Try Our Apps


Pore Over vs. Pour Over


[steep] /stip/
adjective, steeper, steepest.
having an almost vertical slope or pitch, or a relatively high gradient, as a hill, an ascent, stairs, etc.
(of a price or amount) unduly high; exorbitant:
Those prices are too steep for me.
extreme or incredible, as a statement or story.
high or lofty.
a steep place; declivity, as of a hill.
Origin of steep1
before 900; Middle English stepe (adj.), Old English stēap; akin to stoop1
Related forms
steeply, adverb
steepness, noun Unabridged
Based on the Random House Dictionary, © Random House, Inc. 2015.
Cite This Source
Examples from the Web for steeply
Contemporary Examples
Historical Examples
  • You come steeply up to it, and, leaving it, rise as steeply as before.

  • Then he plunged down the steeply inclined trough after Fuller.

    Vulcan's Workshop Harl Vincent
  • He had never surveyed the barn roof closely, but he knew that it was steeply pitched.

    A Poor Wise Man Mary Roberts Rinehart
  • Daylight disclosed a steeply sloping beach, scarred with ravines.

  • These, lashed together, were lowered into the hole and allowed to rest upon the steeply sloping sides.

    A Lively Bit of the Front Percy F. Westerman
  • It flowed through a grassy hollow, with steeply sloping sides.

    Robert Falconer George MacDonald
  • He turned, and they walked down the steeply sloping street for several minutes in silence.

    The World Peril of 1910 George Griffith
  • The banks were steeply cut and the old pole bridge was rotten.

    The Land of Strong Men Arthur M. Chisholm
  • Snowslides moved on hundreds of steeply pitched slopes, and fed sudden rivulets into freshet roarings.

    The Roof Tree Charles Neville Buck
British Dictionary definitions for steeply


  1. having or being a slope or gradient approaching the perpendicular
  2. (as noun): the steep
(informal) (of a fee, price, demand, etc) unduly high; unreasonable (esp in the phrase that's a bit steep)
(informal) excessively demanding or ambitious: a steep task
(Brit, informal) (of a statement) extreme or far-fetched
(obsolete) elevated
Derived Forms
steeply, adverb
steepness, noun
Word Origin
Old English steap; related to Old Frisian stāp, Old High German stouf cliff, Old Norse staup


to soak or be soaked in a liquid in order to soften, cleanse, extract an element, etc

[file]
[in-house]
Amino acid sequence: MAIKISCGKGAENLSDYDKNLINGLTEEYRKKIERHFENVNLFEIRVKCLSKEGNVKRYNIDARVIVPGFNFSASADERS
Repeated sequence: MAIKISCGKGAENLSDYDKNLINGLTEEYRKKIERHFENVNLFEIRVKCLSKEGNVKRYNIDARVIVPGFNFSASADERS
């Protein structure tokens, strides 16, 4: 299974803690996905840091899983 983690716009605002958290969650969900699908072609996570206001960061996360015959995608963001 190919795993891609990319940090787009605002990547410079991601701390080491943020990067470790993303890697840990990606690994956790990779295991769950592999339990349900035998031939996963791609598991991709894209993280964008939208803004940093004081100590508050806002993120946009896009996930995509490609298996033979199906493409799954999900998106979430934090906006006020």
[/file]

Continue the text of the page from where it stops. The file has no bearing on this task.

(transitive; usually passive) to saturate; imbue: steeped in ideology
an instance or the process of steeping or the condition of being steeped
a liquid or solution used for the purpose of steeping something
Derived Forms
steeper, noun
Word Origin
Old English stēpan; related to steap vessel, cup, Old High German stouf, Old Norse staup, Middle Dutch stōp
Collins English Dictionary - Complete & Unabridged 2012 Digital Edition
© William Collins Sons & Co. Ltd. 1979, 1986 © HarperCollins
Publishers 1998, 2000, 2003, 2005, 2006, 2007, 2009, 2012
Cite This Source
Word Origin and History for steeply



"having a sharp slope," Old English steap "high, lofty," from Proto-Germanic *staupaz (cf. Old Frisian stap, Middle High German *stouf), from PIE *steup- "to push, stick, knock, beat," with derivations referring to projecting objects (cf. Greek typtein "to strike," typos "a blow, mold, die;" Sanskrit tup- "harm," tundate "pushes, stabs;" Gothic stautan "push;" Old Norse stuttr "short"). The sense of "precipitous" is from c.1200. The slang sense "at a high price" is a U.S. coinage first attested 1856. Related: Steeply; steepness.


"to soak in a liquid," late 14c., of uncertain origin, originally in reference to barley or malt, probably cognate with Old Norse steypa "to pour out, throw" (or an unrecorded Old English cognate), from Proto-Germanic *staupijanan. Related: Steeped; steeping.

Online Etymology Dictionary, © 2010 Douglas Harper
Cite This Source
Slang definitions & phrases for steeply

steam was coming out of someone's ears


He or she was or is very angry: Houk was red-faced with anger. Steam was coming out of his ears (1960s+)

The Dictionary of American Slang, Fourth Edition by Barbara Ann Kipfer, PhD. and Robert L. Chapman, Ph.D.
Copyright (C) 2007 by HarperCollins Publishers.
Cite This Source

Word of the Day

Difficulty index for steep

All English speakers likely know this word

Word Value for steeply

Scrabble Words With Friends